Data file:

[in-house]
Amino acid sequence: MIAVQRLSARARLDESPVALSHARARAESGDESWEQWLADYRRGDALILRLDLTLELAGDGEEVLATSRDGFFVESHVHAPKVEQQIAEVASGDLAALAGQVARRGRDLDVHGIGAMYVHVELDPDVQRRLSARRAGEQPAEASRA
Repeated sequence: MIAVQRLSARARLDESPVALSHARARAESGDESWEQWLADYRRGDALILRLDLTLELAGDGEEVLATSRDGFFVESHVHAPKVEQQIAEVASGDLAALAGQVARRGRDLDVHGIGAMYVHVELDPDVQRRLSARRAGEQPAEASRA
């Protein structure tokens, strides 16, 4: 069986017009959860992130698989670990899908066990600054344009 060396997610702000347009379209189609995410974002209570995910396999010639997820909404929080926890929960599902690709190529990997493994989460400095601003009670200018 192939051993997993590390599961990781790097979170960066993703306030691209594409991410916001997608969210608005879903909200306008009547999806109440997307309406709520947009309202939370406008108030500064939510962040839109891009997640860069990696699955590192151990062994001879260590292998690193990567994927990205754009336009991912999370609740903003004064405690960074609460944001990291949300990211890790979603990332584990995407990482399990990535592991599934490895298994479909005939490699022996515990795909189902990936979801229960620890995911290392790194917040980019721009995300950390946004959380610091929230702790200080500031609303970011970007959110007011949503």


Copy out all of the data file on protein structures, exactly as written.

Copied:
[in-house]
Amino acid sequence: MIAVQRLSARARLDESPVALSHARARAESGDESWEQWLADYRRGDALILRLDLTLELAGDGEEVLATSRDGFFVESHVHAPKVEQQIAEVASGDLAALAGQVARRGRDLDVHGIGAMYVHVELDPDVQRRLSARRAGEQPAEASRA
Repeated sequence: MIAVQRLSARARLDESPVALSHARARAESGDESWEQWLADYRRGDALILRLDLTLELAGDGEEVLATSRDGFFVESHVHAPKVEQQIAEVASGDLAALAGQVARRGRDLDVHGIGAMYVHVELDPDVQRRLSARRAGEQPAEASRA
């Protein structure tokens, strides 16, 4: 069986017009959860992130698989670990899908066990600054344009 060396997610702000347009379209189609995410974002209570995910396999010639997820909404929080926890929960599902690709190529990997493994989460400095601003009670200018 192939051993997993590390599961990781790097979170960066993703306030691209594409991410916001997608969210608005879903909200306008009547999806109440997307309406709520947009309202939370406008108030500064939510962040839109891009997640860069990696699955590192151990062994001879260590292998690193990567994927990205754009336009991912999370609740903003004064405690960074609460944001990291949300990211890790979603990332584990995407990482399990990535592991599934490895298994479909005939490699022996515990795909189902990936979801229960620890995911290392790194917040980019721009995300950390946004959380610091929230702790200080500031609303970011970007959110007011949503």